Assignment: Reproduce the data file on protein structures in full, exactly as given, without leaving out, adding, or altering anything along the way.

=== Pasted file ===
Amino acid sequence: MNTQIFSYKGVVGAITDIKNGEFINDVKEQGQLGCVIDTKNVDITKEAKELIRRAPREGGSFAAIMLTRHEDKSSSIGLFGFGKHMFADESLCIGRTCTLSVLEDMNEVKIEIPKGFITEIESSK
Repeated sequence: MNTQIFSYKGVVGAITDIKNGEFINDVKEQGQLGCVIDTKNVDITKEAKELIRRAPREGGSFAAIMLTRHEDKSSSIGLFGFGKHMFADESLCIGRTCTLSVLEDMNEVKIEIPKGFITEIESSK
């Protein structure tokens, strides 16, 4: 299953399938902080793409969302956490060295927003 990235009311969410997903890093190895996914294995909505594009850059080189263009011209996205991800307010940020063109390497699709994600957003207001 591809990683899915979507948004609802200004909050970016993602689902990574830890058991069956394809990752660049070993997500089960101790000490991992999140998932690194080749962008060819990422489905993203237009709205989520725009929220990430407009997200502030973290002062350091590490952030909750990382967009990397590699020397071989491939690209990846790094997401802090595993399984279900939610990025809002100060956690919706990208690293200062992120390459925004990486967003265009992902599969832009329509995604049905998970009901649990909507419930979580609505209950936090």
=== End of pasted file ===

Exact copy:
Amino acid sequence: MNTQIFSYKGVVGAITDIKNGEFINDVKEQGQLGCVIDTKNVDITKEAKELIRRAPREGGSFAAIMLTRHEDKSSSIGLFGFGKHMFADESLCIGRTCTLSVLEDMNEVKIEIPKGFITEIESSK
Repeated sequence: MNTQIFSYKGVVGAITDIKNGEFINDVKEQGQLGCVIDTKNVDITKEAKELIRRAPREGGSFAAIMLTRHEDKSSSIGLFGFGKHMFADESLCIGRTCTLSVLEDMNEVKIEIPKGFITEIESSK
């Protein structure tokens, strides 16, 4: 299953399938902080793409969302956490060295927003 990235009311969410997903890093190895996914294995909505594009850059080189263009011209996205991800307010940020063109390497699709994600957003207001 591809990683899915979507948004609802200004909050970016993602689902990574830890058991069956394809990752660049070993997500089960101790000490991992999140998932690194080749962008060819990422489905993203237009709205989520725009929220990430407009997200502030973290002062350091590490952030909750990382967009990397590699020397071989491939690209990846790094997401802090595993399984279900939610990025809002100060956690919706990208690293200062992120390459925004990486967003265009992902599969832009329509995604049905998970009901649990909507419930979580609505209950936090």